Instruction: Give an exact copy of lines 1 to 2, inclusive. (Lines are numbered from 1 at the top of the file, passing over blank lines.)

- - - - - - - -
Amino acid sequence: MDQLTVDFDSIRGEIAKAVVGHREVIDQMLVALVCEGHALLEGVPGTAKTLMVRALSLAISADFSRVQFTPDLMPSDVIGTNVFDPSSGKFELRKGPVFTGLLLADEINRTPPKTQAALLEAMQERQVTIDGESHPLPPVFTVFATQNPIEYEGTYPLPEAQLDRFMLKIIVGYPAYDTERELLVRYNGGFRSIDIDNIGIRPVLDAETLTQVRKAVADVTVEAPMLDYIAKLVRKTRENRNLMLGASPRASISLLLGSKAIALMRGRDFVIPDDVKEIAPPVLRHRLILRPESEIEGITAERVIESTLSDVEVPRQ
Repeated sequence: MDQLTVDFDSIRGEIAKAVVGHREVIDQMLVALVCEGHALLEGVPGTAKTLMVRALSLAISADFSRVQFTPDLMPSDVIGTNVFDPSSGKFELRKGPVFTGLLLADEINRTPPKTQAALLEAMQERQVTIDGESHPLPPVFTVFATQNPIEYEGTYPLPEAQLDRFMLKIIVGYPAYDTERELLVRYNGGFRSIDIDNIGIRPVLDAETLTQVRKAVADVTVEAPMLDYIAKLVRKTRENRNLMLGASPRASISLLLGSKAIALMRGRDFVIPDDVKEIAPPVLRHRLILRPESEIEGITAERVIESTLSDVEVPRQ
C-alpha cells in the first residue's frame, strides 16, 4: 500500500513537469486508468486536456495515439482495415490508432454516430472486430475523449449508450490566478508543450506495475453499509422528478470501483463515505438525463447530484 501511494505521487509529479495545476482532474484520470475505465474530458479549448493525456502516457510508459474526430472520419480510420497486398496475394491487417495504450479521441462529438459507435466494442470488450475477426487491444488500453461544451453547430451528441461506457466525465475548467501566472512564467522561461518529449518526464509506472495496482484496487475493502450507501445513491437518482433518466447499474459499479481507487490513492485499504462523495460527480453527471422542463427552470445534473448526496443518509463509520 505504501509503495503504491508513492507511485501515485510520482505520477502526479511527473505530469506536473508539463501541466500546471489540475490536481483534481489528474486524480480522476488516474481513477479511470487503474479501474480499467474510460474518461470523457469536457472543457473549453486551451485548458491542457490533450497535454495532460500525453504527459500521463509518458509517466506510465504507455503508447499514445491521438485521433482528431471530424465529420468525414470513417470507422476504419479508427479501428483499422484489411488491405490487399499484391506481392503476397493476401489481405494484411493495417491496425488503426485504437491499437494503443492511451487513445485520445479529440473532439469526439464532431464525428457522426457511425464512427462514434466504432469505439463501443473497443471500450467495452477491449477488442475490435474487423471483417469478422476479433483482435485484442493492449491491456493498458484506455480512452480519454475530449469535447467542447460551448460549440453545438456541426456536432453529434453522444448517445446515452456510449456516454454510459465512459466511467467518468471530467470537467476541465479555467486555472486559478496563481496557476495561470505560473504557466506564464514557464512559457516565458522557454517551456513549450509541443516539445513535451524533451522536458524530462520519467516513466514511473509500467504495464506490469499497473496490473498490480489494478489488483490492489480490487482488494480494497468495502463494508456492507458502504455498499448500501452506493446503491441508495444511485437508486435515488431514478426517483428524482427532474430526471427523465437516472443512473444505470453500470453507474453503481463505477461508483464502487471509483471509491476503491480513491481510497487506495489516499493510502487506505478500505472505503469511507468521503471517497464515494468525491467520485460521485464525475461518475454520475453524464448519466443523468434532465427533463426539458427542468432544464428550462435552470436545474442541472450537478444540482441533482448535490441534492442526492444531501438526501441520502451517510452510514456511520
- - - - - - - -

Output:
Amino acid sequence: MDQLTVDFDSIRGEIAKAVVGHREVIDQMLVALVCEGHALLEGVPGTAKTLMVRALSLAISADFSRVQFTPDLMPSDVIGTNVFDPSSGKFELRKGPVFTGLLLADEINRTPPKTQAALLEAMQERQVTIDGESHPLPPVFTVFATQNPIEYEGTYPLPEAQLDRFMLKIIVGYPAYDTERELLVRYNGGFRSIDIDNIGIRPVLDAETLTQVRKAVADVTVEAPMLDYIAKLVRKTRENRNLMLGASPRASISLLLGSKAIALMRGRDFVIPDDVKEIAPPVLRHRLILRPESEIEGITAERVIESTLSDVEVPRQ
Repeated sequence: MDQLTVDFDSIRGEIAKAVVGHREVIDQMLVALVCEGHALLEGVPGTAKTLMVRALSLAISADFSRVQFTPDLMPSDVIGTNVFDPSSGKFELRKGPVFTGLLLADEINRTPPKTQAALLEAMQERQVTIDGESHPLPPVFTVFATQNPIEYEGTYPLPEAQLDRFMLKIIVGYPAYDTERELLVRYNGGFRSIDIDNIGIRPVLDAETLTQVRKAVADVTVEAPMLDYIAKLVRKTRENRNLMLGASPRASISLLLGSKAIALMRGRDFVIPDDVKEIAPPVLRHRLILRPESEIEGITAERVIESTLSDVEVPRQ